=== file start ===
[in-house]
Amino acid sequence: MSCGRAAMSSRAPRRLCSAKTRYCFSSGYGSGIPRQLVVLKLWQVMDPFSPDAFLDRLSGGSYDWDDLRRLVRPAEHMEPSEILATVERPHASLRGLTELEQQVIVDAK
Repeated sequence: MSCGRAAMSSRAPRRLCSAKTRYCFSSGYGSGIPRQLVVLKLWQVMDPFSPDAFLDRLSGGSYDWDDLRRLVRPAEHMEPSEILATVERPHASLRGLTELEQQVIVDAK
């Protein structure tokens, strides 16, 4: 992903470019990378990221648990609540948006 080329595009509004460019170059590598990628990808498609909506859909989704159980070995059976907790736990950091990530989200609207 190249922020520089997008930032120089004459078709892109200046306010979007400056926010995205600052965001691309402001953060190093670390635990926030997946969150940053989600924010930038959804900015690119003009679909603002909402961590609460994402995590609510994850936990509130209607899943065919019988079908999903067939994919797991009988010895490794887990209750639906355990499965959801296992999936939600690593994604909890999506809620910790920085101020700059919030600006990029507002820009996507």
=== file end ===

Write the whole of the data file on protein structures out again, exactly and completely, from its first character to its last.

[in-house]
Amino acid sequence: MSCGRAAMSSRAPRRLCSAKTRYCFSSGYGSGIPRQLVVLKLWQVMDPFSPDAFLDRLSGGSYDWDDLRRLVRPAEHMEPSEILATVERPHASLRGLTELEQQVIVDAK
Repeated sequence: MSCGRAAMSSRAPRRLCSAKTRYCFSSGYGSGIPRQLVVLKLWQVMDPFSPDAFLDRLSGGSYDWDDLRRLVRPAEHMEPSEILATVERPHASLRGLTELEQQVIVDAK
């Protein structure tokens, strides 16, 4: 992903470019990378990221648990609540948006 080329595009509004460019170059590598990628990808498609909506859909989704159980070995059976907790736990950091990530989200609207 190249922020520089997008930032120089004459078709892109200046306010979007400056926010995205600052965001691309402001953060190093670390635990926030997946969150940053989600924010930038959804900015690119003009679909603002909402961590609460994402995590609510994850936990509130209607899943065919019988079908999903067939994919797991009988010895490794887990209750639906355990499965959801296992999936939600690593994604909890999506809620910790920085101020700059919030600006990029507002820009996507």